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As More Israeli Women Speak Out, Domestic Violence is in the Spotlight

Leah, the mother of four young children, endured a decade of physical and emotional abuse at the hands of her husband before seeking help at a shelter for battered women.

A shy woman in her late 20s, Leah (not her real name) is one of an estimated tens of thousands of Israeli women who are abused by their spouses or live-in boyfriends. She is also one of a growing number using the increasing number of services for battered wives and their children.

Virtually a taboo subject here just a decade ago, the problem of wife abuse is getting national recognition.

There are between 100,000 and 200,000 battered Israeli women, according to Yaffa Slisler, she Resource Center Coordinator for the Israel Women’s Network. The number is inexact because many women decline to report the abuse.

Last year, 23 women died in violent domestic incidents, Slisler said.

"There is definitely more awareness of the problem on the part of legislators and the public at large," said Ronit Lev-Ari, a sociologist who heads the department of family violence prevention at Na’amat, the country’s largest women’s organization.

The plight of battered women has made it onto the political agenda, said Ruthie Rossing, resource development officer of the Jerusalem Shelter for Battered Women.

"It’s not a fringe issue anymore," she said.

Let-Ari attributes this breakthrough to a number of factors, including a new atmosphere of openness within Israeli society that allows debate on such taboo topics as incest and homosexuality.

She also credits the efforts of women’s rights advocates, whose efforts to publicize the plight of battered women reached a peak in 1990, when Knesset members were debating whether to pass the controversial Law of Family Violence Prevention.

Enacted in June 1991, the law allows a judge to immediately remove an abusive spouse from the home for a period of seven days to six months.

"Under the law the abused spouse is able to press charges, and the judge can issue a restraining order almost immediately," Lev-Ari explained.

"The law and all the publicity surrounding it went a long way toward informing women that they have legal rights, and that they should take advantage of them," she said.

Since then, as women have become less afraid to speak out, several organizations have risen to the challenge.

A number of women’s groups, including those in the Orthodox Jewish and Muslim sectors, have set up 24-hour telephone hot lines and other emergency services.

Thanks to intense lobbying by women’s groups and others committed to helping battered women, seven shelters have sprung up around the country, including a shelter for Arab women.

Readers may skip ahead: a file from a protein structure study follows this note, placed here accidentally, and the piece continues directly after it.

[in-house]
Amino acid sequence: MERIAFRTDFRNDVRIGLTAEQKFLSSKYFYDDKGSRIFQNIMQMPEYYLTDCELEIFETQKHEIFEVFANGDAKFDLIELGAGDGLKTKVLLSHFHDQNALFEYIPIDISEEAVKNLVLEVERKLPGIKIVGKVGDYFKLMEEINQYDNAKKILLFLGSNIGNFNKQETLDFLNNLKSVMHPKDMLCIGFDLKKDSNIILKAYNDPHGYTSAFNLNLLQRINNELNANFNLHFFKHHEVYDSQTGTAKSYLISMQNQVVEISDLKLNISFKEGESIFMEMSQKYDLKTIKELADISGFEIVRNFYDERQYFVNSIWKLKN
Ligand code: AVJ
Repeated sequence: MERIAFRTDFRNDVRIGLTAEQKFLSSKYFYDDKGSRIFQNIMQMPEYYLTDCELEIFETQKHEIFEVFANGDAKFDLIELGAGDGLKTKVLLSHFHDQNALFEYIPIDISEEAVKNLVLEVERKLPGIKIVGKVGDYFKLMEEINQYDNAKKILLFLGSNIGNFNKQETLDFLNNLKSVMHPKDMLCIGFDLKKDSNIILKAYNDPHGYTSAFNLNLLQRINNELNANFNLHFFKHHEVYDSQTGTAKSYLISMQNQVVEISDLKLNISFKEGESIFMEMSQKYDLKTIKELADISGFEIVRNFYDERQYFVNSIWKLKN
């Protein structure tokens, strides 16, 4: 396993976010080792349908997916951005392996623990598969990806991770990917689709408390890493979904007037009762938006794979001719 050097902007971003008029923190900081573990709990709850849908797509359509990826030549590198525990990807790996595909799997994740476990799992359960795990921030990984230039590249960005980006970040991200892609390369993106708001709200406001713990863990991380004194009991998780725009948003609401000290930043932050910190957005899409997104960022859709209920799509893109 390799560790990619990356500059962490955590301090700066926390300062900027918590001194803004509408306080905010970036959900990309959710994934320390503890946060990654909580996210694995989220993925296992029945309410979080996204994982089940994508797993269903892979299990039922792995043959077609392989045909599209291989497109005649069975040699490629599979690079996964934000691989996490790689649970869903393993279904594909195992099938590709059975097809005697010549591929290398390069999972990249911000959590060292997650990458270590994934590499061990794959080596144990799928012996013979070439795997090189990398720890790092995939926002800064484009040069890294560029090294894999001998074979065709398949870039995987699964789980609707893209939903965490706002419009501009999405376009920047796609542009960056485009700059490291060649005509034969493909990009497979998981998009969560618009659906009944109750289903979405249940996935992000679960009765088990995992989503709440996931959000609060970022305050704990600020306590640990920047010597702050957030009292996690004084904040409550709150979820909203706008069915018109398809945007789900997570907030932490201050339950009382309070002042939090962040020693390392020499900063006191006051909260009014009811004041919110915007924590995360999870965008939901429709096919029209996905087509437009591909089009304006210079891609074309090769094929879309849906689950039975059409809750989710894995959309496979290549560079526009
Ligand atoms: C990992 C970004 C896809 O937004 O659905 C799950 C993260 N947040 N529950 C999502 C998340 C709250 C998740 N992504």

All shelters are financed mainly by the Ministry of Labor and Social Affairs and rely heavily on donations.

Greater emphasis is also being placed on identifying abused women and those who are at risk of being abused in the future.

Realizing that the greatest deterrent against abuse is prevention, Na’amat recently inaugurated an in-house education program for female soldiers that deals explicitly with the problem of wife beating and explains ways to identify a potentially abusive partner before marriage.

On an empirical level, surveys conducted by Na’amat show that, contrary to long-held stereotypes, wife abuse in Israel is not limited to the poor and Sephardic segments of the population.

In one study of 200 battered women who had called the organization for help, "more than half were educated and from middle-income homes," said Lev-Ari.

"Education and a nice home are no barrier against wife abuse," she said. "Whether a woman comes from a poor of a wealthy neighborhood, the risk of abuse appears to be about the same.

"But," she said, "the wealthier woman may be more reluctant to seek help than her poorer counterpart."

Women’s rights activist Ruth Rasnic attributes this to the fact that "poor women, who often by rely on government assistance programs, are used to turning to others for help, whereas middle-class women attach a stigma to seeking help."

"It’s usually only the poor who end up in shelters," she said.

In addition, "For middle- and upper-class women, even those with good jobs, leaving the abuser inevitably means lowering their standard of living. And many women, especially housewives in traditional homes, lack job skills and fear they will be left destitute," Rasnic said.

Such was the case with Leah, who endured her husband’s abuse because she "didn’t have the strength to get help."

Married at a young age, she said she "realized almost from the start that I was in a bad marriage, but once I started having children I felt stuck."

"I told my parents what was happening, but they told me not to leave my husband, that I was better off with him than without him," she said. "Maybe they thought I would become a burden on them if I left him."

Sitting on a couch in the shelter and wringing her hands, she said, "I finally sought help when I realized my husband was sexually abusing our daughter. I finally found the courage to break free, for her sake."

After spending six months in the shelter, which can house almost a dozen women at any one time, Leah said she was ready to begin a new life, out of the shelter and away from her husband.

"I know it won’t be easy," she said, "but it’s something I have to do."

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